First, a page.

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Consumers will pay higher meat prices through 2020

Beef and veal would cost, on average, 9% more this year than in 2019, before the pandemic.

Grocery store prices for meat are declining after their springtime coronavirus surge, but more slowly than expected, meaning that shoppers will pay noticeably more at the meat counter this year than in 2019, said USDA economists. In the monthly Food Price Outlook, the USDA forecast meat prices will rise 6.5% this year, more than double their usual rate.

Beef and veal would cost, on average, 9% more this year than in 2019, before the pandemic. For the year, pork prices would be 5.5% higher and prices for poultry, the most widely consumed meat, would be 4.5% higher than the 2019 average.

Stubbornly high meat prices prompted the USDA to forecast food inflation of 3% this year, the highest rate since 3.7% in 2011. It was the second increase since the pandemic hit. Food inflation, which combines groceries and so-called food away from home, such as restaurant meals and takeout, tends to track the overall U.S. inflation rate. Food prices have risen an average of 2.3% a year for the past two decades.

“Meat prices have continued to decline but the pace at which they are declining is not fast enough to achieve average 2020 prices below pre-COVID-19 levels,” said the USDA. “For example, beef and veal prices decreased 8.2% from June to July 2020 and another 4.6% from July to August 2020, but year-to-date prices are still 10.5% above average 2019 prices.”

Pork and poultry prices show the same pattern, dropping from their peaks but still well above 2019 levels. Pork prices are 6.1% and poultry prices are 5.1% higher than their average for 2019.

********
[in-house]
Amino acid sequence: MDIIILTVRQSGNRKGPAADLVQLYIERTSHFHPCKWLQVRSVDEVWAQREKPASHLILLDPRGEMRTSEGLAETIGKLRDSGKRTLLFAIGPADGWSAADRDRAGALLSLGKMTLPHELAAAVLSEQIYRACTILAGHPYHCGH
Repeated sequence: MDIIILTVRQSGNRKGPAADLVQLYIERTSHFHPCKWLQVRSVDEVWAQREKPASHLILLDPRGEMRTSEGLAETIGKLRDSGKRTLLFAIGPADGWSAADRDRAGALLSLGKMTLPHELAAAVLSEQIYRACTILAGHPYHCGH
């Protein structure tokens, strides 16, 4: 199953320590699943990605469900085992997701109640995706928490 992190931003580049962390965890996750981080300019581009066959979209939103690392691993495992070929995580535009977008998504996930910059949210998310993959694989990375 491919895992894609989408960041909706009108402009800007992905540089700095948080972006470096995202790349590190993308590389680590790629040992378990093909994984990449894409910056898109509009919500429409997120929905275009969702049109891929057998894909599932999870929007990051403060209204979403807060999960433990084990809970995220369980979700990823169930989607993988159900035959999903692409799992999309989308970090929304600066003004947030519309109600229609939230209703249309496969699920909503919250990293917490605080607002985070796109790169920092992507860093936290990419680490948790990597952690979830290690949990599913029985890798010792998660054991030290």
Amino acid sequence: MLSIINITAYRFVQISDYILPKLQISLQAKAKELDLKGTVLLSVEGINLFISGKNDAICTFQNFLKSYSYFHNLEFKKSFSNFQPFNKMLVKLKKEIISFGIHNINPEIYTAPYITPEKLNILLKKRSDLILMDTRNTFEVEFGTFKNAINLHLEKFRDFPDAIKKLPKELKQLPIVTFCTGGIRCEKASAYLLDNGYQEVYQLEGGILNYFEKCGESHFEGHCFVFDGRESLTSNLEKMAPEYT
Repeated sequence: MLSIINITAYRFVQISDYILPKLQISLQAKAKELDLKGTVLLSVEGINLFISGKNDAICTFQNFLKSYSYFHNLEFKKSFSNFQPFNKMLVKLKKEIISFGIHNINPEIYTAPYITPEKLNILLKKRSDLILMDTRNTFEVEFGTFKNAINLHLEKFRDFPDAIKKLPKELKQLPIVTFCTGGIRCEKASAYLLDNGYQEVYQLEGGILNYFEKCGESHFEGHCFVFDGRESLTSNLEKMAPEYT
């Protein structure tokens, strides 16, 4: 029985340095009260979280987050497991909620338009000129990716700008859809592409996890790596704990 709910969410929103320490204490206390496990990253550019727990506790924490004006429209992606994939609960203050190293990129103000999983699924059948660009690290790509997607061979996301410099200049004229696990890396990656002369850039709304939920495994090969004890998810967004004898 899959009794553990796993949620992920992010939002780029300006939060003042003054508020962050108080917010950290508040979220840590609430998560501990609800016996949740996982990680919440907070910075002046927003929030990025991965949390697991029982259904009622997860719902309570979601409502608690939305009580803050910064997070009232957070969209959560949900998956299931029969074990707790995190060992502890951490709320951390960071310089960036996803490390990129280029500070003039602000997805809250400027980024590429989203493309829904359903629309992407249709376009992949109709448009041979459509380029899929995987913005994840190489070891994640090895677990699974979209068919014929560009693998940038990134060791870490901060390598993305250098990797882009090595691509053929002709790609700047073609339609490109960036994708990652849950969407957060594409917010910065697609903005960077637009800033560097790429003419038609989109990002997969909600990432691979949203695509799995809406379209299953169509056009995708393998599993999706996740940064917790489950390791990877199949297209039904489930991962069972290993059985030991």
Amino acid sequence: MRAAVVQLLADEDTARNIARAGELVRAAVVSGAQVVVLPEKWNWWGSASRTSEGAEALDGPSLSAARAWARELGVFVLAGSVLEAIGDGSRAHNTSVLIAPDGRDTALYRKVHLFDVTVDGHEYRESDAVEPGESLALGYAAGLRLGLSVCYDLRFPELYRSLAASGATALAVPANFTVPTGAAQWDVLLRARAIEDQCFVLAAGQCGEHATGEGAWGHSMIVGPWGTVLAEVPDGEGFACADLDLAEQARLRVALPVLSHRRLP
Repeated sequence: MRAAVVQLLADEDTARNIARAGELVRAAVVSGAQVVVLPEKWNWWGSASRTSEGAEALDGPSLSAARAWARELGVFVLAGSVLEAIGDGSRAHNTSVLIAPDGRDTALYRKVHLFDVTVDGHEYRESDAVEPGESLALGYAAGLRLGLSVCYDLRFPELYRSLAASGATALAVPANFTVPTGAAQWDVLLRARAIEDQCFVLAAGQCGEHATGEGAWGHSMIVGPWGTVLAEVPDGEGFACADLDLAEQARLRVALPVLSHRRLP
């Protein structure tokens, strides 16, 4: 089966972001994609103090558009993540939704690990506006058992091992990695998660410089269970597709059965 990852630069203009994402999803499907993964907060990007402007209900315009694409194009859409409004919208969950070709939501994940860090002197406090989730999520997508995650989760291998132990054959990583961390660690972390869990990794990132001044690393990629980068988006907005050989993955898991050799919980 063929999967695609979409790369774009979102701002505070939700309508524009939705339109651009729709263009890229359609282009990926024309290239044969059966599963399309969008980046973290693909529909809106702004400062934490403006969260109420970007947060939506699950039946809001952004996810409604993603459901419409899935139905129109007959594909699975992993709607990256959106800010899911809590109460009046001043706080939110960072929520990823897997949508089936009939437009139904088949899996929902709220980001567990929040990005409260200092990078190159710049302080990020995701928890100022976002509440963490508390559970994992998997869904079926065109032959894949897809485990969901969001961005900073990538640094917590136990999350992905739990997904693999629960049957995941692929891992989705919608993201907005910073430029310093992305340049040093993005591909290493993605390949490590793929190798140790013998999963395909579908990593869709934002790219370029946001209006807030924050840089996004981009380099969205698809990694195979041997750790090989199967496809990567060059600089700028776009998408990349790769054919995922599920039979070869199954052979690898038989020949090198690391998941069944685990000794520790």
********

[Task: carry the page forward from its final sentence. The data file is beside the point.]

“Slaughterhouses have recouped much of the lost slaughter capacity that occurred as a result of the pandemic, and prices are expected to continue to decrease through 2020. However, they will likely decrease at a slower rate than they did this spring,” said the Food Price Index. The USDA forecasts lower average prices for cattle, hogs, and broiler chickens this year due to the coronavirus, which forced slowdowns and temporary closures of some large packing plants in the spring, and the accompanying economic recession.

Food ranks third among consumer expenditures, behind housing and transportation.

According to the Consumer Price Index, calculated by the Labor Department, food prices are 4.1% higher than they were a year ago. Retail beef prices were 9.6% higher than the previous August, according to the CPI report release on Sept. 11. The overall U.S. inflation rate was 1.3% in the 12 months ending in August.

The CPI compares changes in prices from month to month. The USDA compares average prices in one year with averages from the previous year.

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